"Con presented an article that stated how women and minorities are now predominately on the political left with white men comprising most of the political right. This House makeup ignores the reality of women and minorities not being on the left and white men not always being on the political right."

You kind of missed the point on that one... The dominant party in the House of Representatives is the Republican party, the one which represents the American population the least. This means that if we did add more seats to the House of Representatives, most of those would be won by the Republican party, the party that has the greatest gap between the makeup of the American Public and their Congressional representatives. This means that more seats wont lead to a more diverse Congress since those seats would go to the Republican party, who has the worst track record when it comes to diversity out of the two major parties.

"Con does not provide evidence to support that women and minorities wouldn’t win any new seats created in a larger Congress. He just says so"

I provided a source showing how the Republican party was the dominant party in the House and from last election actually lost 2 minorities and a dozen women from their ranks.... Heres the link again since apparently Con missed it.
http://www.cnn.com...

The evidence shows that the biggest party in the House is growing less diverse, meaning that more seats wont automatically go to minorities like he claims and gives no sources implying this is true.

"As we have a black President who won against a woman Senator in the Democratic party primary, I find it difficult to believe Con’s claim that “([a] bunch of old white men)” will automatically pick up any and all new seats added to the House of Representatives."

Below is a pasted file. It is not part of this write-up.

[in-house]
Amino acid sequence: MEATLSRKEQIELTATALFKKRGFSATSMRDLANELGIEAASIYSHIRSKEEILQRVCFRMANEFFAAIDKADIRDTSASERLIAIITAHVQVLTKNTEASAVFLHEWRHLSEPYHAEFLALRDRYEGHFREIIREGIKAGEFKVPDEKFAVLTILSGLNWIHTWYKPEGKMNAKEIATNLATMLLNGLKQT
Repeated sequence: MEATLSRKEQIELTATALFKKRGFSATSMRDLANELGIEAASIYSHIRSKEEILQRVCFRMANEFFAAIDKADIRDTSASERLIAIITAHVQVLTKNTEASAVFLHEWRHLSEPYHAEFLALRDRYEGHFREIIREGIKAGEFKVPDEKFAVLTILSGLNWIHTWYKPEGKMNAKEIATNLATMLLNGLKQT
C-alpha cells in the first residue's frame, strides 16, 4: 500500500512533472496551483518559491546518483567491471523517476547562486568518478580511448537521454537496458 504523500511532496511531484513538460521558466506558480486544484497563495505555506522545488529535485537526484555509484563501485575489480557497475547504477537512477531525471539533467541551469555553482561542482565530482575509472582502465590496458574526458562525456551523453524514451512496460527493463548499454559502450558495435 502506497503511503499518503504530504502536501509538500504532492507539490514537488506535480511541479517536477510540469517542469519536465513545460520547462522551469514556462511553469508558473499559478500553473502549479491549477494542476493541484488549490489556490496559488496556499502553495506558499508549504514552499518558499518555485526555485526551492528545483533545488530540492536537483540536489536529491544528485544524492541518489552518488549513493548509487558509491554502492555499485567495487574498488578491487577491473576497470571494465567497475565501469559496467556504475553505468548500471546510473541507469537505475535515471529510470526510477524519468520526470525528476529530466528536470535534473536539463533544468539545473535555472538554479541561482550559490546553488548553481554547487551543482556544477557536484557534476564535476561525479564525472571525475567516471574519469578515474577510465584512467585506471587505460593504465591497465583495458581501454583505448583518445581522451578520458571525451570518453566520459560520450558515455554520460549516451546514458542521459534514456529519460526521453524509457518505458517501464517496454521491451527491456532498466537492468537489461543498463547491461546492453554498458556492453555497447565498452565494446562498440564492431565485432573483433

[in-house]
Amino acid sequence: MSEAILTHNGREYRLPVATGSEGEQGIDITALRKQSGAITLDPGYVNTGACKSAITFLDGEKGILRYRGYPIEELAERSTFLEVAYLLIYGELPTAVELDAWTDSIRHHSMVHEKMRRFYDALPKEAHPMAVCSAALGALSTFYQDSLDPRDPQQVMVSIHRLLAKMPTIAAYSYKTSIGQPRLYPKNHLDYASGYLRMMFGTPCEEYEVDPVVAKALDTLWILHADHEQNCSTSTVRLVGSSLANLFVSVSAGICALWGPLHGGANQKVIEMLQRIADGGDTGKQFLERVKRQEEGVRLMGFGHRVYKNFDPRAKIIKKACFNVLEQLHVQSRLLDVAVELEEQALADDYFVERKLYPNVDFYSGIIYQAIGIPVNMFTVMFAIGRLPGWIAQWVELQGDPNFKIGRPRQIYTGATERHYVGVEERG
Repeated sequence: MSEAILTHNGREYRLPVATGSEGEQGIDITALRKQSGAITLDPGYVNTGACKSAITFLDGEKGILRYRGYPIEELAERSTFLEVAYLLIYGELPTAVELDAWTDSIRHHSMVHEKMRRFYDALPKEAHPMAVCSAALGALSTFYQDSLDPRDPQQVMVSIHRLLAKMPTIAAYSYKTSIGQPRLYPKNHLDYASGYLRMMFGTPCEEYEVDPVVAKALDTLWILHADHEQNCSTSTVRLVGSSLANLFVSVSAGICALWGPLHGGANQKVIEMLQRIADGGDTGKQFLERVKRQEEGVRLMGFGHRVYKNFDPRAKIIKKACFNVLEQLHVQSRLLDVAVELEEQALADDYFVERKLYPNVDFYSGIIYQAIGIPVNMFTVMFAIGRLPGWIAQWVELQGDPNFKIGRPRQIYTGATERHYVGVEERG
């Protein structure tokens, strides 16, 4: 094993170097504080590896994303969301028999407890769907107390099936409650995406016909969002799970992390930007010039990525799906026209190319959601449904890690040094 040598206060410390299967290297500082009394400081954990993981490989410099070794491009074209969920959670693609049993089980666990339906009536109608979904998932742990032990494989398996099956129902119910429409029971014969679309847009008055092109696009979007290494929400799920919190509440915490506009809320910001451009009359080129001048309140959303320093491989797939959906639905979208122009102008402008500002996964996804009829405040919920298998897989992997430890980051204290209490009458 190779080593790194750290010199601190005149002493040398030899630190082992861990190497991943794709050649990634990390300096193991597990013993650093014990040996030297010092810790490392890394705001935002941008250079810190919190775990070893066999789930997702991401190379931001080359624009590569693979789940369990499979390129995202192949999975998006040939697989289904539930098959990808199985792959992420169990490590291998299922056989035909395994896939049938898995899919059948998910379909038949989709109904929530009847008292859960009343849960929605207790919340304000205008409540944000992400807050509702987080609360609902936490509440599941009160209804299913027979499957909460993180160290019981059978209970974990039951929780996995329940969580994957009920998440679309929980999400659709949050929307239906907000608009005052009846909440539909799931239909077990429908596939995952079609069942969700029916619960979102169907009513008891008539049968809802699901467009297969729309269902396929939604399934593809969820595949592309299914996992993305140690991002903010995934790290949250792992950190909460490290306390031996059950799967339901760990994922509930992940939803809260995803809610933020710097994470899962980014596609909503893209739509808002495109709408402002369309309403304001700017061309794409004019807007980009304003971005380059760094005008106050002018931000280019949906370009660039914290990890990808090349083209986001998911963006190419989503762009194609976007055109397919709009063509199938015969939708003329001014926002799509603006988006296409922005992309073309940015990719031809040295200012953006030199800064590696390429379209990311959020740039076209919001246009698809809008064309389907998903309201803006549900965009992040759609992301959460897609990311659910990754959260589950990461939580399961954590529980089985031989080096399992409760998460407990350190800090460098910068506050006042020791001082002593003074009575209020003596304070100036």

See source ive had to provide twice now.... The Republican party is growing less diverse yet they have held the House for 10 elections in a row. Ive given evidence showing how more seats would lead to an even bigger gap in diversity, con has yet to provide a single source supporting his claims that the opposite is true.

"Con claimed that the House of Representatives currently provides a cross-section of America. This is simply not true"

I never once claimed that the House provides a cross section of America. Dont put words in my mouth Pro.

"Con’s argument is about the Senate; therefore, Con’s argument is invalid in this discussion"

You were the one who brought up the approval rating of CONGRESS. The Senate is part of the Congress last I checked.

The point with McConnell was to show that Americans disapprove of Congress as a whole, but that on an individual level most congressmen have approval ratings well above that of Congress. Americans disapprove of Congress because of its overall inefficiency and because they dont like some of the other people who have been elected to Congress, but evidence shows that people are more then happy with the actual congressmen who they elected and who represent them.

This indicates that con's claim that adding more representatives will boost approval ratings is contrary to what would happen, and hes trying to dance around this point through semantics.

2) Reform Campaign Finance